Termite and decay resistance of particleboard composed of white cypress pine and radiata pine
P D Evans, J W Creffield, J S G Conroy, S C Barry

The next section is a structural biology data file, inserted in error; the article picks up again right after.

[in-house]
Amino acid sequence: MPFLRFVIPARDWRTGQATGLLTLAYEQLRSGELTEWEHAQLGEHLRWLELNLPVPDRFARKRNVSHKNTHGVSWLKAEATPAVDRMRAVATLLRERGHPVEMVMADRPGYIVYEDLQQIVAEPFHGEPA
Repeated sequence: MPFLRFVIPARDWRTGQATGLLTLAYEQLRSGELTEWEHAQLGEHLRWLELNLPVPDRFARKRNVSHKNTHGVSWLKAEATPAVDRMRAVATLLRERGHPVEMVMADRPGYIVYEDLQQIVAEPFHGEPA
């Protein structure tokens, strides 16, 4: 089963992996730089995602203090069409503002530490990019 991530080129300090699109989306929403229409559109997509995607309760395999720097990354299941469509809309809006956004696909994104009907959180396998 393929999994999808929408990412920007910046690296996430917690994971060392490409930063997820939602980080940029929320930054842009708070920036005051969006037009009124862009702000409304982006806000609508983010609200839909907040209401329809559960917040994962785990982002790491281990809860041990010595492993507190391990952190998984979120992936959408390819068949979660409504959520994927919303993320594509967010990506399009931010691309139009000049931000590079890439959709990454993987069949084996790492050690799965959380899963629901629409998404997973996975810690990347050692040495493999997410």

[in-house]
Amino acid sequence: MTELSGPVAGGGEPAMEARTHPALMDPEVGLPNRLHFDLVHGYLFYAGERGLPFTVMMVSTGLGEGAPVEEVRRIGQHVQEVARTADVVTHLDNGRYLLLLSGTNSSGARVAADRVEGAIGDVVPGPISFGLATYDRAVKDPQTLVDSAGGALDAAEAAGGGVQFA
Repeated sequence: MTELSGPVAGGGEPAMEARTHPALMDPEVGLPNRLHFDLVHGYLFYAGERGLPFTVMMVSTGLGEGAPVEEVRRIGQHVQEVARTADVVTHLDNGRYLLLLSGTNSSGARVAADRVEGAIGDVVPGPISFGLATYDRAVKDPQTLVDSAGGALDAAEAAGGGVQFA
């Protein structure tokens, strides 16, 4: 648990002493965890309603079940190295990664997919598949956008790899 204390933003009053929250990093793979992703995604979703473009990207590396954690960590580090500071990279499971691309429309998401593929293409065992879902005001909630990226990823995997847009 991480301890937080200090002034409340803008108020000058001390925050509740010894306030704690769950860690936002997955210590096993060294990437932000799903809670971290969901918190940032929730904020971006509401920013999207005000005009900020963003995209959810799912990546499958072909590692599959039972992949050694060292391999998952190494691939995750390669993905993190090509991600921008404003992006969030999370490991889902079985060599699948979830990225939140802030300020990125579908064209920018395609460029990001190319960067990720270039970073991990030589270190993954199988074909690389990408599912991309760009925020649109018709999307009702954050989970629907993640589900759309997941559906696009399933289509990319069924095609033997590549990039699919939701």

Phenol-formaldehyde bonded particleboard was manufactured from blends of non-durable radiate pine (P. radiate) and heartwood of the naturally durable species, white cypress pine (C. glaucophylla). Board specimens were subjected to bioassays using two termite species, M. darwiniensis and C. acinaciformis, and the basidiomycete fungi, C. puteana and P. ostreatus, and the durability of specimens was compared with that of commercially manufactured particleboard specimens containing either insecticide or fungicide. The aims were to determine whether the natural durability of the boards was modified by the addition of cypress pine and if the durability of boards was comparable to that of boards containing insecticide or fungicide. Particleboard specimens containing cypress pine showed increased durability compared to specimens consisting entirely of radiate pine. There was an inverse relationship between the percentage of cypress pine and mass losses of specimens during the bioassays. During the M. darwiniensis bioassay mass losses of specimens containing 100 or 90% cypress pine heartwood were comparable to those of specimens containing insecticide. However, cypress pine particleboard specimens, irrespective of cypress pine content, were less resistant to attack by C. acinaciformis than specimens containing insecticide. Specimens containing 75% or more of cypress pine possessed similar decay resistance as specimens containing fungicide.